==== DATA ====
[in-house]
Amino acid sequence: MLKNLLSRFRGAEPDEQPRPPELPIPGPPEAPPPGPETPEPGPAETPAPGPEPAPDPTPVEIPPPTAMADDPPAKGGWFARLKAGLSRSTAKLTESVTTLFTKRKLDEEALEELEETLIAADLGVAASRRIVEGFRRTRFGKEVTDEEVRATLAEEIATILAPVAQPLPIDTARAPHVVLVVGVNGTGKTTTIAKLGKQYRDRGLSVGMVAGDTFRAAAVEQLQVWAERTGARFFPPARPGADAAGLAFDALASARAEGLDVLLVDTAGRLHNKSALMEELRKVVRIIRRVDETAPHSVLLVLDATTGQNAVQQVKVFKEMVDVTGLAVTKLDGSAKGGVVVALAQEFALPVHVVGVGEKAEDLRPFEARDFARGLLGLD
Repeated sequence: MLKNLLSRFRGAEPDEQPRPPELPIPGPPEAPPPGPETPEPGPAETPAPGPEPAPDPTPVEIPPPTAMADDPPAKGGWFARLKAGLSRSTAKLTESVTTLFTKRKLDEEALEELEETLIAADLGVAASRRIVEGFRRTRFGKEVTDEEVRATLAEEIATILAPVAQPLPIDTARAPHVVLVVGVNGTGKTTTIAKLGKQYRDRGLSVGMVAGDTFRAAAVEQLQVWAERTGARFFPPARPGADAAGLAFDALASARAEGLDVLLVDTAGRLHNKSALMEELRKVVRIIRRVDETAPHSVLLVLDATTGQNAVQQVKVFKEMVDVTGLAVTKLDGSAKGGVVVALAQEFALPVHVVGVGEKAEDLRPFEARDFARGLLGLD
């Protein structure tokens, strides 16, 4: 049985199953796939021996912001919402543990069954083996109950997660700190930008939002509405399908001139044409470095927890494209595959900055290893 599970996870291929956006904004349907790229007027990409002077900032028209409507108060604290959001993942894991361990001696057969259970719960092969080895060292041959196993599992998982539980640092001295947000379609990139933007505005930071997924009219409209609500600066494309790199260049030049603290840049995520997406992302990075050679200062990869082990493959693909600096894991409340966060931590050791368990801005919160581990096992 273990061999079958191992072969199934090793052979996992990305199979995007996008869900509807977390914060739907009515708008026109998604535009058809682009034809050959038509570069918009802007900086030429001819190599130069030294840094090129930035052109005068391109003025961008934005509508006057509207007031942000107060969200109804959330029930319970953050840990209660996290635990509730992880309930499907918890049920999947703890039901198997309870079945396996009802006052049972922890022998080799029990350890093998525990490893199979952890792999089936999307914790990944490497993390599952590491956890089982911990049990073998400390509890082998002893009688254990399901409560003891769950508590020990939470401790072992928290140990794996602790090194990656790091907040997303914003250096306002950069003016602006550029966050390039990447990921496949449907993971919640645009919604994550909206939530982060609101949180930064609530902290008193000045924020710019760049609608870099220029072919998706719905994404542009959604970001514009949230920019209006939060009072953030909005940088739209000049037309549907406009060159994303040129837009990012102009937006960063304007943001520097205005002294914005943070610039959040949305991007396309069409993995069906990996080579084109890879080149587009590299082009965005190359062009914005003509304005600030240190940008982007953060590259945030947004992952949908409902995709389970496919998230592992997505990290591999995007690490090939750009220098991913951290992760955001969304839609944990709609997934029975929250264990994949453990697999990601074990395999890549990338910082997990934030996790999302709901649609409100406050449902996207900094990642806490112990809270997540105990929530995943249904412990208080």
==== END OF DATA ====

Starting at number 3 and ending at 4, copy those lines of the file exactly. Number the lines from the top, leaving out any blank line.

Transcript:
Repeated sequence: MLKNLLSRFRGAEPDEQPRPPELPIPGPPEAPPPGPETPEPGPAETPAPGPEPAPDPTPVEIPPPTAMADDPPAKGGWFARLKAGLSRSTAKLTESVTTLFTKRKLDEEALEELEETLIAADLGVAASRRIVEGFRRTRFGKEVTDEEVRATLAEEIATILAPVAQPLPIDTARAPHVVLVVGVNGTGKTTTIAKLGKQYRDRGLSVGMVAGDTFRAAAVEQLQVWAERTGARFFPPARPGADAAGLAFDALASARAEGLDVLLVDTAGRLHNKSALMEELRKVVRIIRRVDETAPHSVLLVLDATTGQNAVQQVKVFKEMVDVTGLAVTKLDGSAKGGVVVALAQEFALPVHVVGVGEKAEDLRPFEARDFARGLLGLD
């Protein structure tokens, strides 16, 4: 049985199953796939021996912001919402543990069954083996109950997660700190930008939002509405399908001139044409470095927890494209595959900055290893 599970996870291929956006904004349907790229007027990409002077900032028209409507108060604290959001993942894991361990001696057969259970719960092969080895060292041959196993599992998982539980640092001295947000379609990139933007505005930071997924009219409209609500600066494309790199260049030049603290840049995520997406992302990075050679200062990869082990493959693909600096894991409340966060931590050791368990801005919160581990096992 273990061999079958191992072969199934090793052979996992990305199979995007996008869900509807977390914060739907009515708008026109998604535009058809682009034809050959038509570069918009802007900086030429001819190599130069030294840094090129930035052109005068391109003025961008934005509508006057509207007031942000107060969200109804959330029930319970953050840990209660996290635990509730992880309930499907918890049920999947703890039901198997309870079945396996009802006052049972922890022998080799029990350890093998525990490893199979952890792999089936999307914790990944490497993390599952590491956890089982911990049990073998400390509890082998002893009688254990399901409560003891769950508590020990939470401790072992928290140990794996602790090194990656790091907040997303914003250096306002950069003016602006550029966050390039990447990921496949449907993971919640645009919604994550909206939530982060609101949180930064609530902290008193000045924020710019760049609608870099220029072919998706719905994404542009959604970001514009949230920019209006939060009072953030909005940088739209000049037309549907406009060159994303040129837009990012102009937006960063304007943001520097205005002294914005943070610039959040949305991007396309069409993995069906990996080579084109890879080149587009590299082009965005190359062009914005003509304005600030240190940008982007953060590259945030947004992952949908409902995709389970496919998230592992997505990290591999995007690490090939750009220098991913951290992760955001969304839609944990709609997934029975929250264990994949453990697999990601074990395999890549990338910082997990934030996790999302709901649609409100406050449902996207900094990642806490112990809270997540105990929530995943249904412990208080």